Heza speaks softly, sitting next to her companions at the headquarters of the Yazidi Self-Defense Units in Khanasur. She is dressed in the uniform of the YJS, the women’s units, with a colored shawl on her neck, in front of a group of Italian journalists and members of the Association for Kurdistan.
“Women were the first target that day,” she says.
Heza was one of the 5,000 women kidnapped by the Islamic State after the August 3, 2014 massacre in the northwestern Iraqi region of Sinjar. Kidnapped, sold, passed from hand to hand, raped. “When Daesh launched the attack,” she recounts, “I was in my village. We tried to escape, but the peshmerga [the military forces of Iraqi Kurdistan] prevented us. When we finally found a way to escape to the mountains, Daesh had already arrived.”
“They took us to the slave markets. We suffered from that massacre more than anyone else,” she continues. “When I was freed, my conscience could not bear the idea of not avenging what they had done to me and not freeing the women who were still prisoners.” That’s why she joined the YJS.
The years after the liberation of Sinjar were years of reconstruction, both physical and psychological, individual and collective. This reconstruction is still in progress, weakened by the absence of half of the original population: 250,000 of the 500,000 Yazidis of Sinjar are still refugees or live in the diaspora, and hundreds of women are still missing and have never been found.
The weight of that massacre is crushing for women above all, and here Daesh achieved—in part—the objective it was pursuing: to break up society, personal relationships, family relationships in a community that had closed in on itself over the centuries, hoping to ward off the threat of yet another persecution, and which entrusted itself to the spiritual guidance of sheikhs who “rigidified” a religion that was much freer in the past. The Yazidi count 74 historical massacres against their community, with the Ottoman Empire at the top of the list of tormentors.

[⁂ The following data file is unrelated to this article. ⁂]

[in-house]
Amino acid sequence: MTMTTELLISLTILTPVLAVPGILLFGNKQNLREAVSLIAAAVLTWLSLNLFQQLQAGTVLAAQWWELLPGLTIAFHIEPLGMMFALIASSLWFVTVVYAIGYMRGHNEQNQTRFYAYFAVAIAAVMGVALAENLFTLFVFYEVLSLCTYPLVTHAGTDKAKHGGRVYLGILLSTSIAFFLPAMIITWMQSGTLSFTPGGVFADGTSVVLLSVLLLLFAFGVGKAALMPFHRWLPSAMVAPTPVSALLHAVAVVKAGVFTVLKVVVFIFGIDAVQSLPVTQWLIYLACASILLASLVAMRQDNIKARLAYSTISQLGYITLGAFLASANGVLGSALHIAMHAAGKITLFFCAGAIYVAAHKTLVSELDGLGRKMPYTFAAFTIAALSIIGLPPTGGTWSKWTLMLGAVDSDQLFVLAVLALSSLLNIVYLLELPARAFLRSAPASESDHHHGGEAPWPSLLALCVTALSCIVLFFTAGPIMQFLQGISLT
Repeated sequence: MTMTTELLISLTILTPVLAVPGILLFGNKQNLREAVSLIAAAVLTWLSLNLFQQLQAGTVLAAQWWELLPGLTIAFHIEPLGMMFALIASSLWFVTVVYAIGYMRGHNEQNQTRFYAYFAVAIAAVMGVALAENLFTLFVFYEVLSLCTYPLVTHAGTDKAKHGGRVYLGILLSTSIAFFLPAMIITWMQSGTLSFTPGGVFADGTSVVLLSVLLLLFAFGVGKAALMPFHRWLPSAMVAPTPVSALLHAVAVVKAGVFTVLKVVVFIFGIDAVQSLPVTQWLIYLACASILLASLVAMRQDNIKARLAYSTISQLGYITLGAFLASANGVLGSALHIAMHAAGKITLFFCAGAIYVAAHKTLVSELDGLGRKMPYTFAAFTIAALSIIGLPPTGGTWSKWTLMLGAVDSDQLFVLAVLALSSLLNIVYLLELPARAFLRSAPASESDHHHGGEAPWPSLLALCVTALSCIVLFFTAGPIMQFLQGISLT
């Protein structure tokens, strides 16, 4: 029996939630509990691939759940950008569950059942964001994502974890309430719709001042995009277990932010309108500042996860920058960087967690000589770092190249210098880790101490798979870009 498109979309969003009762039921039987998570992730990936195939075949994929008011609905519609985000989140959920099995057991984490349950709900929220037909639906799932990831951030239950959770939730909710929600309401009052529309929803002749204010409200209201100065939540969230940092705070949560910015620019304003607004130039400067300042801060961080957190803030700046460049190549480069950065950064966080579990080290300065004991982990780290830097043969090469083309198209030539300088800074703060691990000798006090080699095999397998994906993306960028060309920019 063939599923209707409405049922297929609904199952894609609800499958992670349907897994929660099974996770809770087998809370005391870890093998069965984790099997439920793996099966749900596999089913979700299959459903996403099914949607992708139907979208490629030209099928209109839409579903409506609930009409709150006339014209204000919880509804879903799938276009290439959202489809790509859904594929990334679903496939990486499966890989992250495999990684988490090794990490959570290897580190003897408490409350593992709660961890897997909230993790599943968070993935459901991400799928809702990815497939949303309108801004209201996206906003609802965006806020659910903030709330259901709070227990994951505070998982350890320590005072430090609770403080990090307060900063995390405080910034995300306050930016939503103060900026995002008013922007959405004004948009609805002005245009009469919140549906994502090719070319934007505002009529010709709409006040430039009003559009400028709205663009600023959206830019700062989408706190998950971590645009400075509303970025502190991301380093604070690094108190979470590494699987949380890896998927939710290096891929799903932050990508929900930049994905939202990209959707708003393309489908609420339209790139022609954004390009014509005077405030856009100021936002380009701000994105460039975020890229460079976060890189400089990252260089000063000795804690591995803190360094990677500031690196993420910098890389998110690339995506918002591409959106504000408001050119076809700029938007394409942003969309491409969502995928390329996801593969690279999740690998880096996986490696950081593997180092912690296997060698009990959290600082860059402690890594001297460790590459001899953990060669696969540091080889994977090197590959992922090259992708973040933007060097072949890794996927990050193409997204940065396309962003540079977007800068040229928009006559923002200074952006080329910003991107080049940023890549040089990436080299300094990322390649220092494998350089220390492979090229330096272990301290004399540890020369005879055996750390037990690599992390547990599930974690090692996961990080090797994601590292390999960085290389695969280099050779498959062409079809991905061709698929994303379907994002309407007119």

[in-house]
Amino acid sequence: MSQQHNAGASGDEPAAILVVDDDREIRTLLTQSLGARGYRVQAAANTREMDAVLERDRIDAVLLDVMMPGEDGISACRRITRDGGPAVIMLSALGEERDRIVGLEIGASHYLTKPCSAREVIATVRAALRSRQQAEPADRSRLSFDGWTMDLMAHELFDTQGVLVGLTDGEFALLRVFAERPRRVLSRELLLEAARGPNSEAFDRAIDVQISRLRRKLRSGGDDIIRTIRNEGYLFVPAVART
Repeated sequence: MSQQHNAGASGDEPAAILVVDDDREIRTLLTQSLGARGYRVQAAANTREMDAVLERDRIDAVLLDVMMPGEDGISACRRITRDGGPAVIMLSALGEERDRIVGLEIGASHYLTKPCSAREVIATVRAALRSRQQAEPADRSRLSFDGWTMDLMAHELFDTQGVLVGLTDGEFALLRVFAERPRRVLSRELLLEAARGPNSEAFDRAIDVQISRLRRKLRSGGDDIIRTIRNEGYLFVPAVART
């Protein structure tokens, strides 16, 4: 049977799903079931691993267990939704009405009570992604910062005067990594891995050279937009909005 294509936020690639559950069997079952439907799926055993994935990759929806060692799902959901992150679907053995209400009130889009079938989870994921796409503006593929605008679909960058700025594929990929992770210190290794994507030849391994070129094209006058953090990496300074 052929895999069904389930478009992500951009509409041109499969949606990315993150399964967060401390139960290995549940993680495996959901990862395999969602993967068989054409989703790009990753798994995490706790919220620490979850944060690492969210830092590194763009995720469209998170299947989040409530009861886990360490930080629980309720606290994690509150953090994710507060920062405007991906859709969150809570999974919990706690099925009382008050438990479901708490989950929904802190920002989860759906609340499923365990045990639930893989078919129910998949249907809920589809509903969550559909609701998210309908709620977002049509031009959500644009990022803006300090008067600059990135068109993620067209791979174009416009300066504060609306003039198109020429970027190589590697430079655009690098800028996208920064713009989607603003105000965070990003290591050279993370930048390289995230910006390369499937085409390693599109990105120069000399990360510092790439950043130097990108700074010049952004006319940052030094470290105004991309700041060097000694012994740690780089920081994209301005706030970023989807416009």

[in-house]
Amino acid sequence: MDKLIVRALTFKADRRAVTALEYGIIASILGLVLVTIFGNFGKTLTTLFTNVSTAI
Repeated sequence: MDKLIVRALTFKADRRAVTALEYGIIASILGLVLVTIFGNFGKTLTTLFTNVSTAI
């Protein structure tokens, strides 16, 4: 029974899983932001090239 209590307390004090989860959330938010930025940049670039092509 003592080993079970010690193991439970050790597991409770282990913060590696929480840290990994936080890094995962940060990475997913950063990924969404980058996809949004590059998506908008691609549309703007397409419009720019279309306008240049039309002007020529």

Today, Yazidi women are attempting a complex rebirth from the collective and individual drama they have suffered: the loss of a son or daughter in the fight against Daesh, being kidnapped and raped, children born from the violence. This is why the Yazidi Women’s Liberation Movement (TAJE) was founded. Naam is one of its members. She is 50 years old and tells us about her escape to Mount Sinjar with her children and brothers, about spending eight days without food or water, about the quick runs to the villages to get a little flour with which to bake bread over improvised fires.
Then she gives the floor to Sabiha, the young spokeswoman of TAJE: “Here, we heal the wounds of women. And we do it starting from what happened after the attack: women have taken up arms and have shown they can fight, overcoming old prejudices. We also fought in Raqqa, Syria, and we found some of our kidnapped women there. Today we are present all over Sinjar, in neighborhoods and villages.”
The goal is to give women their lives and dignity back. To bring them back into the community, freeing them from unbearable ghosts of the past and from the shame of some families who reject or hide them away, in the hope that oblivion would cover up their suffering.
Then, TAJE is still looking for the 1,117 women that are still missing, some of whom are known to have given birth to the children of Islamist militiamen, and their shame is so great that they prefer exile. There are also those who return with unwanted children: orphanages in Rojava take them in, TAJE tells us. Others have been brainwashed by the propaganda of their captors.
“The psychological problems to be faced are enormous,” Sabiha continues. “There is a need for real therapy, and we are not able to provide it. We work on the social aspects, we train these women for a job and in this way we reintegrate them.”
“Subgroups” have branched off from TAJE, committees for specific training that have achieved results: some women have opened businesses, bakeries and agricultural cooperatives together. This work has been done in collaboration with the Assembly of Yazidi Women, which began in the mountains: “The first fruits blossomed on Mount Sinjar,” says Suham Shengali. “At the core was a clear idea: we would no longer suffer, we would build up a strong woman who exists and resists. That’s why the priority has been self-defense.”
“Society does not change from one day to the next,” continues Suham. “Many Yazidis have embraced this mentality, while others haven’t. To change, you need an ideology, and if it’s not there, you create it. We have encountered Ocalan’s theories. The YPG and the YPJ [Rojava’s defense units] have also given us inward freedom, individually.”
This path, which started with weapons, now continues with political and social education: one more blow against the notion that gender equality is an unattainable utopia.